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This is a story I didn’t want to tell. A story that stabs at the back of my heart, where I like to keep hurts hidden. But it’s not only my story. And so, for all the other women who don’t have a chance to tell this, I have to be the one.
When the bleeding started, my first thought was—go to the doctor.
Six weeks pregnant, I was still recovering from the upheaval of moving to Mexico to care for my sick mother, while juggling a nine-year-old daughter and work.
More Latinos than ever are leaving the Catholic Church for other religions and spiritual practices—whether it be Pentecostalism, Islam or no spiritual practice at all. What the way we worship says about us as a changing community.
You know that normal Latino family you see on TV commercials—a 30-something, dark-haired couple with a station wagon and two kids who look just like them? Turns out they’re about as real a reflection of today’s Latino marriages as Carmen Miranda’s fruit hat is of our fashion.
In truth, a quiet revolution is transforming the state of Latino unions. We’re marrying—or choosing not to marry—in completely different ways than our grandparents did.
At 2 a.m. on the night Antonia de la Luz* escaped to the United States, an unmarked van glided into her garage and cut the motor. She and her four daughters threw themselves on the floor of the van, arranged like puzzle pieces to fit among suitcases and seats. Gas fumes and fear brought nausea. But the airport was more than 100 kilometers away, and De la Luz could not afford for anything to go wrong. To ask for asylum, she needed to reach the States first. There were only two options now: Escape, or be killed by her husband.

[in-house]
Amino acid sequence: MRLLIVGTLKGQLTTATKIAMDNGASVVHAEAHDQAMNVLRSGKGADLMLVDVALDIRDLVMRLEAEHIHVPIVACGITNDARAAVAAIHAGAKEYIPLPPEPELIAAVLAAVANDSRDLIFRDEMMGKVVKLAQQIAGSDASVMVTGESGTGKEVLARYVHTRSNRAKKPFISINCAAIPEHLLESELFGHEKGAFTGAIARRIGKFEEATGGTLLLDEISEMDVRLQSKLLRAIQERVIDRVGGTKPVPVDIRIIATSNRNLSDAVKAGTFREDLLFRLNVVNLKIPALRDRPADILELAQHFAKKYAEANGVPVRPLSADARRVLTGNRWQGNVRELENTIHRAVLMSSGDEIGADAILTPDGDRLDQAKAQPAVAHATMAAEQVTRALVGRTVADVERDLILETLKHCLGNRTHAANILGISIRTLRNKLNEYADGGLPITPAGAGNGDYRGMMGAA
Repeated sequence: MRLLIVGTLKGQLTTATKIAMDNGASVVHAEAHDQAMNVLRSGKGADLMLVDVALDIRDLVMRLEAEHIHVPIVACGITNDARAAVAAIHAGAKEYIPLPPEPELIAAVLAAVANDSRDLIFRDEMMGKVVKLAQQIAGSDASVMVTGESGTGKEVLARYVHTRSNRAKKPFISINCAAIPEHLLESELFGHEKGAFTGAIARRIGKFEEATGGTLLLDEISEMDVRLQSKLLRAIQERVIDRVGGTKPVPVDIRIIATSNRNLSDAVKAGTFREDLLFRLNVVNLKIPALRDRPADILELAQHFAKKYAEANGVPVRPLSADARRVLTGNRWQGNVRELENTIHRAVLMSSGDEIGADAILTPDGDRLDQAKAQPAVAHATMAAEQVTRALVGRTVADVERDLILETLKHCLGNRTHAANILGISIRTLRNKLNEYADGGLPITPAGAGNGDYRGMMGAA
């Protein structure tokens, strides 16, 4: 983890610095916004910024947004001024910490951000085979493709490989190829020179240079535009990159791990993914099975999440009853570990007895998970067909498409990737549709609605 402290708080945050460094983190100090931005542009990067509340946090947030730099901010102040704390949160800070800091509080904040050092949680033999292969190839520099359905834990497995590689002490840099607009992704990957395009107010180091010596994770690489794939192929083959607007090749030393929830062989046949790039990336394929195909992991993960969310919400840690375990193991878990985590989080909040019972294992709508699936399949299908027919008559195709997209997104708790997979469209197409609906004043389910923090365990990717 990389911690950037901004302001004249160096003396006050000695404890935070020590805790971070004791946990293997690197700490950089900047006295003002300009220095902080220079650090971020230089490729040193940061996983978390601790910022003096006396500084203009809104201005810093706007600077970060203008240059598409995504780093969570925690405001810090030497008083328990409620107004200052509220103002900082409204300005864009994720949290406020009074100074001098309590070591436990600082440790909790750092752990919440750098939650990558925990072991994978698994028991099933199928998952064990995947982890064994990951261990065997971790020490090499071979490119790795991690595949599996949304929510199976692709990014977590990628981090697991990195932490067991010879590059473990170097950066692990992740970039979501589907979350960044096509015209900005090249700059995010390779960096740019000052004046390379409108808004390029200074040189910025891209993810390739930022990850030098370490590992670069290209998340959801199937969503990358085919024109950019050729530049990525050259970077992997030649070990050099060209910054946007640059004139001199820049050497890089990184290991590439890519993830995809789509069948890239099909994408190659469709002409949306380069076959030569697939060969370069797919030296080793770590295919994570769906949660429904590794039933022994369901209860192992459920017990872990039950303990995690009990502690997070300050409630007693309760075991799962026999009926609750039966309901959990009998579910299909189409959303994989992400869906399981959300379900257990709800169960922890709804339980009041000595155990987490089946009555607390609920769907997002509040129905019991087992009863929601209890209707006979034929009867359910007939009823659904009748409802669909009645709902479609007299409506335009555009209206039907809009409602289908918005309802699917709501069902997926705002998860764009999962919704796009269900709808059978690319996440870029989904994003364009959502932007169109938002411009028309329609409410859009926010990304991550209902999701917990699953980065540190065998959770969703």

To be counted or not to be counted? That’s the question facing millions of Latinos as the 2010 Census forms are mailed out starting this month. What we decide will move billions of dollars and could shift the balance of power in Congress. It’s no surprise then, that most of this year’s Census news is all about us—from a raging controversy over whether any Latinos should allow themselves to be counted, to a spicy telenovela ad campaign the Census Bureau hopes will convince us to participate.
It happens everywhere: Latinos arrive in a new American town, work and save like crazy, and within a few years, voilà! They’re opening businesses and buying homes. At a time when the rest of us are choking on major credit card debts, immigrants often save a fifth or more of their income and are 30 percent more likely than nonimmigrants to open a business.
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